Look for content that makes you think, 'My clients could really get something out of this.'

Congratulations! You've done one third of the work already.

2. Reformat content.

How you reformat your content depends on how you'll use it. People will curate content for their social media channels. Or, they'll post a blog roundup covering multiple pieces of content.

A popular way to use curated content is in an email newsletter.

If you're curating content for your newsletter, pick the most important things you've read. Then, sum up each piece of content into its main takeaway or main idea. Do this in one to two sentences. Don't forget to add your own commentary.

Keep your description short and to the point, so people can skim. They'll still get what they need to know without reading the entire article.

Imagine your newsletter as a reader's digest of news you find each week. It's packaged in a bite-sized format.
Here's an example blurb using this blog post, which could appear in an email newsletter:

"This article describes how content curation adds value for your audience. As an author, I also like how content curation keeps me on top of the latest industry trends."

Always link back to your source. If someone wants to read the original article, you've made it easy for him.

3. Publish or share content.

After you've written the perfect blurb and linked to the source, insert it into your newsletter. Send the newsletter to your readers.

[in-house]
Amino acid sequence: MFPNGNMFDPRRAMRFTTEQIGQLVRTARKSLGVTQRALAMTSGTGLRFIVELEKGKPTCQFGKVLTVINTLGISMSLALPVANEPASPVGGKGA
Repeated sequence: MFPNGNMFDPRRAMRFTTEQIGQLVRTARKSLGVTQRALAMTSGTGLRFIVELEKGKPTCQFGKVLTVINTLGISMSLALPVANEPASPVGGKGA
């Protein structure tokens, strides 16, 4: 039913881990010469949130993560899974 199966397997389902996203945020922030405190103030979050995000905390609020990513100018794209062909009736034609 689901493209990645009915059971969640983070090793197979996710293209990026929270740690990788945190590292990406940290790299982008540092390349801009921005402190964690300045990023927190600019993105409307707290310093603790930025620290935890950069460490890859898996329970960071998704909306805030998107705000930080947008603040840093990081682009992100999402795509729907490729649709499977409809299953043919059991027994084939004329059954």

Whatever you do, it's important to be consistent.

If you send a curated content email or post a curated content blog once a week, commit to it. Over time people will expect it from you. Your clients will begin to rely on your blog and recognize it as a source of useful information.

The worst thing you can do is be inconsistent. Of course, this applies to all your content and not just content curation.

Tips and Etiquette for Beginners

Here are some extra tips to keep in mind when curating content.

Make sure your curated content has a connected theme. It helps the reader contextualize what you're sending them. So, select a theme from the beginning (see next bullet for examples). If you are an insurance agent, post information about that.

You can create a theme based on rotating topics. Try compiling Ask the Experts posts. For young customers, a collection of curated Getting Started posts are helpful. And everyone would appreciate a compilation of This Year's Top Industry Trends posts.

I mentioned this before, but it bears repeating. Always link back to your sources. The number one rule of content curation is to give credit. Do not pass off other people's work as your own. That's a good life rule in general.

You can curate different types of content, not only blogs or online articles. Share videos from YouTube or live tweets from an event. Or, link to a great webinar you attended. My point is... If it's available online, and you think your audience will like it, share it!

Got a question about content curation? Leave it in the comments below.